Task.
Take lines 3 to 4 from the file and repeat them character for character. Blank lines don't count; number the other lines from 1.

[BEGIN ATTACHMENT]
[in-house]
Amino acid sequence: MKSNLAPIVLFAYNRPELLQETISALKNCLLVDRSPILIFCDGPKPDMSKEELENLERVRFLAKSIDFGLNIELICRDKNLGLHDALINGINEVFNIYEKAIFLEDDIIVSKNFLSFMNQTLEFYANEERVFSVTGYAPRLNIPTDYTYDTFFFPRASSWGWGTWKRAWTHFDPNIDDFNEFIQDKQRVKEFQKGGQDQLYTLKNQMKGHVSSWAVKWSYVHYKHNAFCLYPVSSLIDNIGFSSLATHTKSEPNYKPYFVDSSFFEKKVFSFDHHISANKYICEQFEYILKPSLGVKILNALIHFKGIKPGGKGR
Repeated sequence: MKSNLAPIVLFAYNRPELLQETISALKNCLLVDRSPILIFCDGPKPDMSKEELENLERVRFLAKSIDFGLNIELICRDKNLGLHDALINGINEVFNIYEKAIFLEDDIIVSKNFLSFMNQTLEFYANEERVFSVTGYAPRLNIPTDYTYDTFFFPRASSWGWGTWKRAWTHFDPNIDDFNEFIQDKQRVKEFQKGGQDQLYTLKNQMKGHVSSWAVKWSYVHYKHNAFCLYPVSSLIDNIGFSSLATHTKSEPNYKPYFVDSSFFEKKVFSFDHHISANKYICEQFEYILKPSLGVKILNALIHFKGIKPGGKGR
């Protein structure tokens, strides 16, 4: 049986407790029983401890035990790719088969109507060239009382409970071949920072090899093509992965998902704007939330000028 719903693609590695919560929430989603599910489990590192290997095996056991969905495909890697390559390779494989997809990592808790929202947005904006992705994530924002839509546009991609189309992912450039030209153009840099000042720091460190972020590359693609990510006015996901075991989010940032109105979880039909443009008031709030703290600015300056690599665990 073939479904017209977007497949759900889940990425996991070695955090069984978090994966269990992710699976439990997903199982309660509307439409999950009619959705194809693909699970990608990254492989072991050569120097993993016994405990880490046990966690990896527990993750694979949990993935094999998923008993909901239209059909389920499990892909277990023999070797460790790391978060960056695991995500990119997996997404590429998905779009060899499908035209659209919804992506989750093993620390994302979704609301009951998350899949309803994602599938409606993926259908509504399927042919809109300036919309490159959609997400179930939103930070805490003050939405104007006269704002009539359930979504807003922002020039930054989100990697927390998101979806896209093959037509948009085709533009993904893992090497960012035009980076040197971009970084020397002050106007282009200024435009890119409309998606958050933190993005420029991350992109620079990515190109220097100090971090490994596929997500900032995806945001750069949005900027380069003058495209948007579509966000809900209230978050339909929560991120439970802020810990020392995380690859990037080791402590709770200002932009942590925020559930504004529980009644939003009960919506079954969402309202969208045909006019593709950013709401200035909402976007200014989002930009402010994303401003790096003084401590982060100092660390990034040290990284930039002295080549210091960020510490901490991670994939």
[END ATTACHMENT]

Repeated sequence: MKSNLAPIVLFAYNRPELLQETISALKNCLLVDRSPILIFCDGPKPDMSKEELENLERVRFLAKSIDFGLNIELICRDKNLGLHDALINGINEVFNIYEKAIFLEDDIIVSKNFLSFMNQTLEFYANEERVFSVTGYAPRLNIPTDYTYDTFFFPRASSWGWGTWKRAWTHFDPNIDDFNEFIQDKQRVKEFQKGGQDQLYTLKNQMKGHVSSWAVKWSYVHYKHNAFCLYPVSSLIDNIGFSSLATHTKSEPNYKPYFVDSSFFEKKVFSFDHHISANKYICEQFEYILKPSLGVKILNALIHFKGIKPGGKGR
């Protein structure tokens, strides 16, 4: 049986407790029983401890035990790719088969109507060239009382409970071949920072090899093509992965998902704007939330000028 719903693609590695919560929430989603599910489990590192290997095996056991969905495909890697390559390779494989997809990592808790929202947005904006992705994530924002839509546009991609189309992912450039030209153009840099000042720091460190972020590359693609990510006015996901075991989010940032109105979880039909443009008031709030703290600015300056690599665990 073939479904017209977007497949759900889940990425996991070695955090069984978090994966269990992710699976439990997903199982309660509307439409999950009619959705194809693909699970990608990254492989072991050569120097993993016994405990880490046990966690990896527990993750694979949990993935094999998923008993909901239209059909389920499990892909277990023999070797460790790391978060960056695991995500990119997996997404590429998905779009060899499908035209659209919804992506989750093993620390994302979704609301009951998350899949309803994602599938409606993926259908509504399927042919809109300036919309490159959609997400179930939103930070805490003050939405104007006269704002009539359930979504807003922002020039930054989100990697927390998101979806896209093959037509948009085709533009993904893992090497960012035009980076040197971009970084020397002050106007282009200024435009890119409309998606958050933190993005420029991350992109620079990515190109220097100090971090490994596929997500900032995806945001750069949005900027380069003058495209948007579509966000809900209230978050339909929560991120439970802020810990020392995380690859990037080791402590709770200002932009942590925020559930504004529980009644939003009960919506079954969402309202969208045909006019593709950013709401200035909402976007200014989002930009402010994303401003790096003084401590982060100092660390990034040290990284930039002295080549210091960020510490901490991670994939």